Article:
Building an Empire


Since the times of Napoleonic Wars, the Rothschilds steadily strengthened their prominent position in the City of London. In 1847, Lionel de Rothschild, son of Nathan Rothschild, was elected to the British House of Commons as one of four Members of Parliament for the City of London constituency. However, what prevented the Rothschilds from following political career was their religion. The Rothschilds were believers in Talmud, the rabbinical teachings which elevated the Jews to a superior race and permitted discrimination of non-Jews, Christians in particular. Meanwhile, in Britain all the members of the British Parliament were required to swear a Christian oath. To circumvent this obstacle, the Rothschilds lobbied for a change in law. In 1848, British Prime Minister Lord John Russell introduced a Jewish Disabilities Bill which abandoned the requirement for the Christian oath. Initially the bill was accepted by the House of Commons but twice rejected by the House of Lords. It required the intervention of Benjamin Disraeli, then Chancellor of Exchequer, to persuade the House of Lords to agree to a proposal to allow each house to decide its own oath. Consequently, the Jews Relief act of 1858 allowed "any Person professing the Jewish Religion, [to] omit the Words 'and I make this Declaration upon the true Faith of a Christian'" in their oaths. With their steady acceptance and political emancipation, Jews started to permeate into British society taking up post in law, banking and government administration. Julius Reuter (born Israel Beer Josaphat), son of a rabbi in Kassel, Germany, settled in London in 1851 and from an office in the Royal Exchange Buildings he used the new Dover-Calais telegraph link to transmit business data between London and Paris Stock Exchanges. Reuter was created baron in the nobility of Saxe-Coburg & Gotha and later expanded his services to provide up-to-date news of events for the press, creating the largest News Agency in the world.122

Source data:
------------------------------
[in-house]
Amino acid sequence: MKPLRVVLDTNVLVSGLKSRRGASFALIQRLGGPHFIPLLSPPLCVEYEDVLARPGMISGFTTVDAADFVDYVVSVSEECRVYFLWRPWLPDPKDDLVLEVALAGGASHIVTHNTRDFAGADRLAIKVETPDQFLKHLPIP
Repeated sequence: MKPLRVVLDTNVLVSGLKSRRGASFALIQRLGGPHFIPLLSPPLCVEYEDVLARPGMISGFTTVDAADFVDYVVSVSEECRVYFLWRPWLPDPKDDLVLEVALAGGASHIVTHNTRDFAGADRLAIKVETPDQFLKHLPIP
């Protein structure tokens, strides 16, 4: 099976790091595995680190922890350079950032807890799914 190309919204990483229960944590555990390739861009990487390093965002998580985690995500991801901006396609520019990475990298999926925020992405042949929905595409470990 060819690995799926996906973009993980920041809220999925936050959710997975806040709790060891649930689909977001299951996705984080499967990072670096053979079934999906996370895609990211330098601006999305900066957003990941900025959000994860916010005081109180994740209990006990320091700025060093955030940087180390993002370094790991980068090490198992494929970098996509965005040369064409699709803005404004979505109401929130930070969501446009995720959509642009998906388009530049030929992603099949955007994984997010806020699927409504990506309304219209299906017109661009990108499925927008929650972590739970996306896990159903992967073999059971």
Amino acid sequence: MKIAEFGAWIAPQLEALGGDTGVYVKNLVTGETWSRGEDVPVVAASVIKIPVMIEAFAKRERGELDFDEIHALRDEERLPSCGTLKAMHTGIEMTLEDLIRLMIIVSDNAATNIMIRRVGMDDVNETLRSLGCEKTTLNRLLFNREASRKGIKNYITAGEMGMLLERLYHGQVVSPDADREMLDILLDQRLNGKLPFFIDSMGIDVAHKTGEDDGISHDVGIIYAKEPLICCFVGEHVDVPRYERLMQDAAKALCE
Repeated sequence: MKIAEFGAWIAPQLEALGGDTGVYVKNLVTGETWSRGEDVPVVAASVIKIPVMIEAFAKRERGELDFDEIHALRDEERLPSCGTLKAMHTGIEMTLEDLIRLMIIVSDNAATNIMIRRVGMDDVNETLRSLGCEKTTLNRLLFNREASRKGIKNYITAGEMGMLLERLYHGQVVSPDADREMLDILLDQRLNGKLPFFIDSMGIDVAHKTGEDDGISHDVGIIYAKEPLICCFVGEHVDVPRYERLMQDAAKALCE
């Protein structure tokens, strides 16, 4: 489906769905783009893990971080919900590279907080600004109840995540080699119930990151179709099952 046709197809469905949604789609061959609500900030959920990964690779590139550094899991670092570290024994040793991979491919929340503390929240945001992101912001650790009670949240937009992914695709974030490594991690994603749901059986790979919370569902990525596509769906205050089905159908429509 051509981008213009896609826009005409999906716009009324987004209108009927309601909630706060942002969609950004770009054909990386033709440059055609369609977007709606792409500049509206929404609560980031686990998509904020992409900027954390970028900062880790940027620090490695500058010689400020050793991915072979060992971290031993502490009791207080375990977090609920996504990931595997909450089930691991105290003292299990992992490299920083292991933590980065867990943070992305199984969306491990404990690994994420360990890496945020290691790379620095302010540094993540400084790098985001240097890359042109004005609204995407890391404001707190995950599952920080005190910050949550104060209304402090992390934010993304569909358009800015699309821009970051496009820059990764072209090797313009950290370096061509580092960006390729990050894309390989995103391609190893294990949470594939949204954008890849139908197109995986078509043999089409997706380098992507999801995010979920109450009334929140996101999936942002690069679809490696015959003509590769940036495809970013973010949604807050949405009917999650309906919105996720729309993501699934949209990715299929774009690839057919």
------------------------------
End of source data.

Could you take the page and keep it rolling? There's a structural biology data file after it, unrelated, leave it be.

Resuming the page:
In the tradition of the Court Jews, the Rothschilds had special interest in strategic metals, precious stones and minting facilities. In the 1830s they invested in Spanish mercury mines acquiring virtual monopoly in quicksilver. After Californian gold rush of 1849, they dispatched a relative of theirs to the United States enabling him to become large-scale importer of gold and establish important connections with the mining engineers. The Rothschilds also got interest in steel industry. In 1843, Salomon de Rothschild purchased iron and steel work at Witkovice (Witkowitz), in Ostrava in Austrian Empire (now Czech Republic). In 1852, Sir Anthony de Rothschild acquired the lease of the Royal Mint Refinery and got control of refining and minting capacity. By December 1852, Lionel Rothschild was in a position to formally ask the Governor of the Bank of England, Thomas Hankley, “to be permitted to present directly to the Bank of England my gold and silver bars, refined and melted under my responsibility.”123 In 1869, second son of Lionel de Rothschild, Alfred de Rothschild, became director of the Bank of England. In 1886, Lionel's first son, Nathaniel Rothschild, persuaded Hamilton Smith and Edmund de Crano to open a thriving mining consultancy which became the Exploration Company. Through their investment vehicle they bought a controlling interest in the Anaconda copper mine near Bute, Montana in 1895, which produced twenty-five per cent of North American copper. In 1873, the Rothschilds took over the control of RIO TINTO copper mines near Huelva in Andalucia, in southwestern Spain, purchasing it from a syndicate that consisted of Deutsche Bank (56% ownership), Matheson (24%), and railway firm Clark, Punchard and Company (20%), which purchased it from a Spanish government.124 Thus, by close of the century, the Rothschilds controlled almost forty per cent of world copper production and still expanded. As the fight over resources often involved the assistance of arms, in the late nineteen century, the Rothschilds grew interested in the armaments industry. In 1888, Lord Rothschild financed the mergers of Maxim and Nordenfelt, the two leading armaments companies which underpinned the expansion of the British Empire.125 The Maxim gun, created by an American-Jewish inventor, Hiram Stevens Maxim, who emigrated to the City of London, had been used in majority of the British colonial aggressive wars and was also sold to the Russian and Japanese army. Lord Rothschild realised the prospect of potential profits from the armaments industry and retained a substantial shareholding in the new Maxim-Nordenfelt combine and ‘exerted a direct influence over its management’.126 Then in 1896, he assisted Edward Vickers in purchasing Maxim Nordenfelt, and in 1897 he assisted in Vickers' take over of the Naval Construction and Armaments Company. The new VICKERS, SONS AND MAXIM COMPANY, which consolidated the armaments industry, remained closely associated with the Rothschilds.